From Publishers Weekly
Scottish novelist Kennedy (So I Am Glad; Original Bliss) sets her seventh book on bleakly romantic Foal Island on the coast of Wales, home to the Fellowship, possibly the world's most unusual and most hazardous writers' colony. The novel opens with an arresting scene: Nathan Staples, a commercially successful but artistically failed novelist, is in the process of hanging himself. Nathan survives, and decides instead to bring Mary, now 19, the daughter he hasn't seen since she was four, to the island on a writing fellowship. Mary Lamb makes the seventh member of the Fellowship, and she has no idea that Nathan is her father, or why she was chosen for her stipend or, for much of her residency on Foal Island, the nature of the Fellowship and their odd frequency of incidents "in the risk-taking area." Kennedy is richly, boldly imaginative, both in the scenes she conceives and in the language and images she uses to convey them, alternating exposition with internal monologue and scraps of manuscript and winding from one arresting figure of speech to the next. Foal Island is much closer to Prospero's Isle than it is to the London literary scene which Kennedy excoriates with lacerating wit ("This is what hell will be like, you know?" says one editor about to leave a London publisher's party. "In heaven there are many mansions and in hell there are many houses all of them publishing"). Kennedy's complex, prickly and uncompromising quest for an understanding of the life of the spirit draws her into dark waters, but she keeps a tenacious hold on warmer truths, too the human heat-seeking instinct is at the generous heart of her tale. (July 26)Forecast: This is Kennedy's biggest, most ambitious work yet, and one of the most important literary novels of the summer. Expect prominent reviews (likely a few cover pieces) and healthy sales.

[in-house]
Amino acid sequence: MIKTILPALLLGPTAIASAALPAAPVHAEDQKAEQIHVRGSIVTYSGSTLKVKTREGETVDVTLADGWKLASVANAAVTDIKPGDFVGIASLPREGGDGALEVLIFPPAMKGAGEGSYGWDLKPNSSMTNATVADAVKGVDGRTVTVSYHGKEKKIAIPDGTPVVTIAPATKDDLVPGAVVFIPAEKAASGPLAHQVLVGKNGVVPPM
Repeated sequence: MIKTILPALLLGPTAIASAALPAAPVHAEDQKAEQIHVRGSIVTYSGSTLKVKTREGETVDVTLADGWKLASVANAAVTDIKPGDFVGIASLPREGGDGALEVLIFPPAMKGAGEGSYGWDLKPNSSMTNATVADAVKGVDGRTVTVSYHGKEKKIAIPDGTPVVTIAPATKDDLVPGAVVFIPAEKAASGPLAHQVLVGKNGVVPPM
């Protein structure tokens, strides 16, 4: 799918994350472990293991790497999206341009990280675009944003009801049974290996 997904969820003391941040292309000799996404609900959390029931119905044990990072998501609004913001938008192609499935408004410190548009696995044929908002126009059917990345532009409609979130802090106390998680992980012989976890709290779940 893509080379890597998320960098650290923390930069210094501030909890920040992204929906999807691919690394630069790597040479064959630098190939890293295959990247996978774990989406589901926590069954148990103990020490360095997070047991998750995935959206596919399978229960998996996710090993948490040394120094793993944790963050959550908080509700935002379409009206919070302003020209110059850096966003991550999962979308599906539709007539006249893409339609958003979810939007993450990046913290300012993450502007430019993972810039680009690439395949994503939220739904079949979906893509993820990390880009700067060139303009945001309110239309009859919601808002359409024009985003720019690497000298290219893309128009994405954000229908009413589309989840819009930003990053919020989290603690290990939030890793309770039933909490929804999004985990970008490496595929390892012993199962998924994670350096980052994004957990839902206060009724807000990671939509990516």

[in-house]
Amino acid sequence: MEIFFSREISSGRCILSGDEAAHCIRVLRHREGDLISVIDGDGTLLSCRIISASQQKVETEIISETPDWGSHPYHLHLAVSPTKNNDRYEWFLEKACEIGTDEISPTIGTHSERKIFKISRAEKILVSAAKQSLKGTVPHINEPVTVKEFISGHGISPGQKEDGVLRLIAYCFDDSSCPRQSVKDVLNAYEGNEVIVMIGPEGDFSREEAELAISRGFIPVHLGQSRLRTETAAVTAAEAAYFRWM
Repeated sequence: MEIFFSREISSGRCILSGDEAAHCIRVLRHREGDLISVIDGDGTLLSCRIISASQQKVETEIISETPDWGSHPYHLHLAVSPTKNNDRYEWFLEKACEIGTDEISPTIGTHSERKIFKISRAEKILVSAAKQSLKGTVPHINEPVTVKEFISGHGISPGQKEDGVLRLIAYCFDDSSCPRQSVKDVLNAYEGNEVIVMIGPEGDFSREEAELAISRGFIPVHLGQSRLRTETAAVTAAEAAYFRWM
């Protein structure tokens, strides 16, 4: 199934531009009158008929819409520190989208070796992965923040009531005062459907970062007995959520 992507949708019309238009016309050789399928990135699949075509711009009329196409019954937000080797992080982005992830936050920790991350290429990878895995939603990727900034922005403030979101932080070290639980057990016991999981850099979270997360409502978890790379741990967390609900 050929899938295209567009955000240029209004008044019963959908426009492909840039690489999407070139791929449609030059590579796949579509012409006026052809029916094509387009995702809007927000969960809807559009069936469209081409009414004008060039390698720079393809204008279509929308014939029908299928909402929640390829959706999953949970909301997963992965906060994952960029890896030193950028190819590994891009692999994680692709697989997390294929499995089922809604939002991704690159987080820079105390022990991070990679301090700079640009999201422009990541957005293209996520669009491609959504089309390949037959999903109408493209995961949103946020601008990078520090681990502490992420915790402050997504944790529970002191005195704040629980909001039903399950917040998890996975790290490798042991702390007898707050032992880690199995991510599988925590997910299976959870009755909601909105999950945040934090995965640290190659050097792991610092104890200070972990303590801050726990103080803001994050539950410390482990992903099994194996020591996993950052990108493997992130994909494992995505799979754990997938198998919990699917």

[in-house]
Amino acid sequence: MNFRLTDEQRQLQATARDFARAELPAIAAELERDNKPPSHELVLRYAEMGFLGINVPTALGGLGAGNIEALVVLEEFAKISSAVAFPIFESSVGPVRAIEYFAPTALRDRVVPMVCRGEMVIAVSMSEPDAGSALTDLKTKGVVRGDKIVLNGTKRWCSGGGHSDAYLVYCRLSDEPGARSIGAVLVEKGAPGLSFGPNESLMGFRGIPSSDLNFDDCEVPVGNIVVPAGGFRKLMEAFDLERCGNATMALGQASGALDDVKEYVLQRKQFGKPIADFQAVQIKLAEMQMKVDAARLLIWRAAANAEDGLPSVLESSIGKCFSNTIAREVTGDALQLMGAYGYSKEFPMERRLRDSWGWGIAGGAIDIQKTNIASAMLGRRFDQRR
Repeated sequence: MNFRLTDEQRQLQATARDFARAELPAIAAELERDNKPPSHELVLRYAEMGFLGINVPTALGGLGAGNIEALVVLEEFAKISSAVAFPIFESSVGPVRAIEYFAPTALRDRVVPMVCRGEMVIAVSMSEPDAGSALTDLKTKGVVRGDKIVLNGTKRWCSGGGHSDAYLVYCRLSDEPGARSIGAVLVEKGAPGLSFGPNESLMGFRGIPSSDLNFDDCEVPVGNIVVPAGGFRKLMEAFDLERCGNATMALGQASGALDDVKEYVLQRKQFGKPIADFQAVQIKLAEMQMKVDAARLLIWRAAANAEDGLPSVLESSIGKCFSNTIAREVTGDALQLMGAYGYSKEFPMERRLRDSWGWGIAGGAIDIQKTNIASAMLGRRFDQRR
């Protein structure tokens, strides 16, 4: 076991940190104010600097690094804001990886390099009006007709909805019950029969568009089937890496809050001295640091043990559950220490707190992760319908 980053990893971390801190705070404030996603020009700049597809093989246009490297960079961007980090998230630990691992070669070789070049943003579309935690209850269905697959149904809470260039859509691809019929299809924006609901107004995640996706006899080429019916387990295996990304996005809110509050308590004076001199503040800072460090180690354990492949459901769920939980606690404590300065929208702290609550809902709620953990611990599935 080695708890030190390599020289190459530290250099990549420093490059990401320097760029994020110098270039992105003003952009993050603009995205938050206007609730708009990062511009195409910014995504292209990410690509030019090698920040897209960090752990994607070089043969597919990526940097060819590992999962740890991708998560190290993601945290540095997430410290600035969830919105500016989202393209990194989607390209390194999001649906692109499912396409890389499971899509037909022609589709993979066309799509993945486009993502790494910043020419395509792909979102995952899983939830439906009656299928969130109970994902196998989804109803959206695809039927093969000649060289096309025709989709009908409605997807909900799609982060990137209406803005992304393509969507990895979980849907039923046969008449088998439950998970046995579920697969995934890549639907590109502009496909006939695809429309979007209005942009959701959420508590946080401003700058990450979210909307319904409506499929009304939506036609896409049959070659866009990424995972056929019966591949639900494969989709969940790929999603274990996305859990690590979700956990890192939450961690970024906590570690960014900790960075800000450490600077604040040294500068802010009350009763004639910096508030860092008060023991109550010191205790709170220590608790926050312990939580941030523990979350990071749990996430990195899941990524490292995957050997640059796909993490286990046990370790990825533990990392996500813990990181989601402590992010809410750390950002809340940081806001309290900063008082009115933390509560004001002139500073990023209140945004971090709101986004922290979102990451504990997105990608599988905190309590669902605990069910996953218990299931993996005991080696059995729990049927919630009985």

Copyright 2001 Cahners Business Information, Inc.
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From Library Journal
Nathan Staples is a successful middle-aged novelist who feels that he has squandered his talent writing thrillers. He also regrets having abandoned his wife and daughter many years ago. When Staples discovers that his daughter is now an aspiring writer herself, he secretly arranges for her to win a fellowship to study with him on Foal Island, a writer's colony off the coast of Wales. Mary Lamb has no idea that Staples is her father, and Staples spends the next seven years trying to work up the nerve to tell her. Here, Scottish author Kennedy (So I Am Glad) reworks the story line of A Star Is Born, substituting literary fame for Hollywood celebrity. Mary's career quickly takes off, while Staples succumbs to writer's block and depression. Kennedy offers some devastating insider criticism of the current publishing scene, but her main objective is to examine the self-imposed obstacles that stand in the way of true intimacy. This hugely ambitious novel has an edgy, post-punk surface that only partly conceals the old-fashioned family values at its core. Recommended for most fiction collections. Edward B. St. John, Loyola Law Sch. Lib., Los Angeles
Copyright 2001 Reed Business Information, Inc.
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